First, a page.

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While perhaps not as exciting or immediate as the always popular football betting, the political betting market is nonetheless an engaging world of sharp odds and cut-throat gambling. With the advent of online betting, social media and a global rejuvenation of democratic process, there has never been a better time to take part in a political wager.
Betting on the succession of rulers is nothing new. According to The New Statesman, historian Stephen Alford documented merchants betting on the succession of King Edward VI when he was dying in 1553. There were also wagers placed as to whether King George II would survive his campaign in Dettigen, which despite odds of 4/1 against, he did.
In the 19th and 20th centuries, stock traders and bankers from London to Wall Street were betting on the political results of their own countries. In the early 1960s, when the gambling market was made readily available in Great Britain, it was seen as heavily influential on the outcome of the Conservative leadership campaign, eventually won by Lord Home with odds of 5/1. Labour politician and Zionist Ian Mikardo was quoted in The Guardian as saying,
“The Tories have dragged the premiership down to the level of the Donkey Derby.”
This was later seen as somewhat ironic, when Mikardo was revealed to be an unofficial bookmaker for the House of Commons. Needless to say, the political betting became something of a mainstay in British culture, as it did in many other parts of the world.
Despite the huge sums of money donated to political parties, the market remains one of the most unpredictable, therefore allowing bookmakers to offer better odds and punters to potentially win more.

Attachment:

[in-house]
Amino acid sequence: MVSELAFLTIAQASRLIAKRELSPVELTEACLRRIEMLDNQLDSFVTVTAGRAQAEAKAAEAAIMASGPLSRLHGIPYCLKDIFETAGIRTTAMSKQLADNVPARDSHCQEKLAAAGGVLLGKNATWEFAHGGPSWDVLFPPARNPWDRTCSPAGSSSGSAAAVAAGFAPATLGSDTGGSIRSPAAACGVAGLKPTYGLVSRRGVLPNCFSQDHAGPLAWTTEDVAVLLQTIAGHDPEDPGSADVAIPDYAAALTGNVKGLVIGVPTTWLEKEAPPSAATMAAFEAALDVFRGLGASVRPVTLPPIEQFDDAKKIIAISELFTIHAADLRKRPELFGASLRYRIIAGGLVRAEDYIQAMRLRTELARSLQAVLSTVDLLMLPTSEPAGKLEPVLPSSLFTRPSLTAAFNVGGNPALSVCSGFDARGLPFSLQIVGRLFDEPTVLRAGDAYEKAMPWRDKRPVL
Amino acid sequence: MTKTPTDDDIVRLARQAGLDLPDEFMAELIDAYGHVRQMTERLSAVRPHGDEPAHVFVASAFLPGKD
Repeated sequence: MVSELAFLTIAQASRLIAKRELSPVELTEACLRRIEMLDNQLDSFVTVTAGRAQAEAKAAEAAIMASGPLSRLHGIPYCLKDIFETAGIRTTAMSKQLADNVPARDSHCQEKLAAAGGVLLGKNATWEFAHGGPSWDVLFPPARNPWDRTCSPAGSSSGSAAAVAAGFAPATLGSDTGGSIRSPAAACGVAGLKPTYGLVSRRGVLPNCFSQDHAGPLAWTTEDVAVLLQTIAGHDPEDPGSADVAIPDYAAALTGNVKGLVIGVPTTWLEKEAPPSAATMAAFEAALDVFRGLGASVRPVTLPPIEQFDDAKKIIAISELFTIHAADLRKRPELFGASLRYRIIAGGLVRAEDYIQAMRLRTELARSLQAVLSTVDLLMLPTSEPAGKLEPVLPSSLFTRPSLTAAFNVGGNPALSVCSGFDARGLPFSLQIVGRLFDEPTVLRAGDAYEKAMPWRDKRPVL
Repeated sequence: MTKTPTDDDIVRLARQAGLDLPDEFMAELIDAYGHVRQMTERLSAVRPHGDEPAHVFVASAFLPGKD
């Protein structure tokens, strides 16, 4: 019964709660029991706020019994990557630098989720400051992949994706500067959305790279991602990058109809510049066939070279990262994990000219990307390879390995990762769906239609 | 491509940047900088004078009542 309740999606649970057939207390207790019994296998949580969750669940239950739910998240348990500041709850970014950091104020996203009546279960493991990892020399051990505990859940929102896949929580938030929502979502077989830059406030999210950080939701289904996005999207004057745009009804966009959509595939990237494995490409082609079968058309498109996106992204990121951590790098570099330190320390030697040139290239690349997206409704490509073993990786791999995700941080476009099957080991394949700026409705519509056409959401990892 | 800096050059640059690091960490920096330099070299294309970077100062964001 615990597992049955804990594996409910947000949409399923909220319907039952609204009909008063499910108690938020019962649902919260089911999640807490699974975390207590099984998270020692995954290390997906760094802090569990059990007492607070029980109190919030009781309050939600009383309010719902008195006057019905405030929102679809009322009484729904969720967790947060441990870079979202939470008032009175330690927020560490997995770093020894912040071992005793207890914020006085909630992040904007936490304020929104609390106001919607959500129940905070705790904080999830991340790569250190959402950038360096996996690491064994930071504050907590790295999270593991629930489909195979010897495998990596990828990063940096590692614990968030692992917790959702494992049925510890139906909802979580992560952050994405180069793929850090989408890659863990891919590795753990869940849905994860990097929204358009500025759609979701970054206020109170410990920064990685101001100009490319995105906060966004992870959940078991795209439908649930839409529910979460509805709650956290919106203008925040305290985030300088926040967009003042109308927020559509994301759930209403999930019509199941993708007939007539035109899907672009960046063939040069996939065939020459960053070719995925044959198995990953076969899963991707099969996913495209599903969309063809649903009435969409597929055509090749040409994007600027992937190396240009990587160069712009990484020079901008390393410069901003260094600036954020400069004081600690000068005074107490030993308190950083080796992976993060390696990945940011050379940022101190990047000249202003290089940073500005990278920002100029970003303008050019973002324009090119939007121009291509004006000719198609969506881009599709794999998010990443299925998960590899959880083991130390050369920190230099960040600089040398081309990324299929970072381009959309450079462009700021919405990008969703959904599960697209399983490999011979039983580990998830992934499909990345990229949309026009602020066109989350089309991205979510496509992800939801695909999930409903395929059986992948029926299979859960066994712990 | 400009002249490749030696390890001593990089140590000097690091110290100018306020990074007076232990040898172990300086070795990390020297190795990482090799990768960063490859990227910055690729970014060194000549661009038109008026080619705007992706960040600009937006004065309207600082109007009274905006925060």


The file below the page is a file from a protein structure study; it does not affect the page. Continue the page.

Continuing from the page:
Unlike sporting events or tournaments, which are over in a few hours, days or weeks, political betting is a long game, with many bets made months or sometimes even years in advance of the result. The closer Election Day comes, the more informed bookmakers are by various pundits and polls, and so the odds drop.
Political bets range from general punts to very specific wagers. Gamblers can bet on which party will win overall, or choose to narrow their focus to specific areas or regions, and bet which party will succeed locally. In the event that there is be a coalition government, they can bet on which particular leader will be made Prime Minister.
As most democracies have a certain number of seats to fill, gamblers can bet on the specific numbers of seats that one party will win, or, if they're feeling very confident, the composition of the next government, guessing the exact split of the seats between all parties. They can also bet on the next leader of a specific party, if they believe that there will be a change in leadership following an election win or defeat.
Political betting is not restricted to politicians. Many bookmakers will take wagers on voter turnout, and which party received the most votes, which does not necessarily mean that they win. Nor is it restricted to general elections, but also mayoral elections and referendums as well.
The main area that potential punters may wish to focus on is how wide particular bookmakers make their political market. Some keep the focus on politics relevant to a specific country or countries, while others are all inclusive, allowing for betting in the political races of smaller countries. This is particularly advantageous to those with a worldwide knowledge of politics, as it will not be oversubscribed, and means that there will a constant stream of events on which to wager.
It also makes betting on politics all the more interesting. Until very recently the UK market was a two-horse race, and the US market still is, but further afield, especially in the Eurozone and the Asian market, there is often more than two strong parties vying for votes. This not only offers more betting options, but allows gamblers to bet on combinations on the formation of a coalition government.
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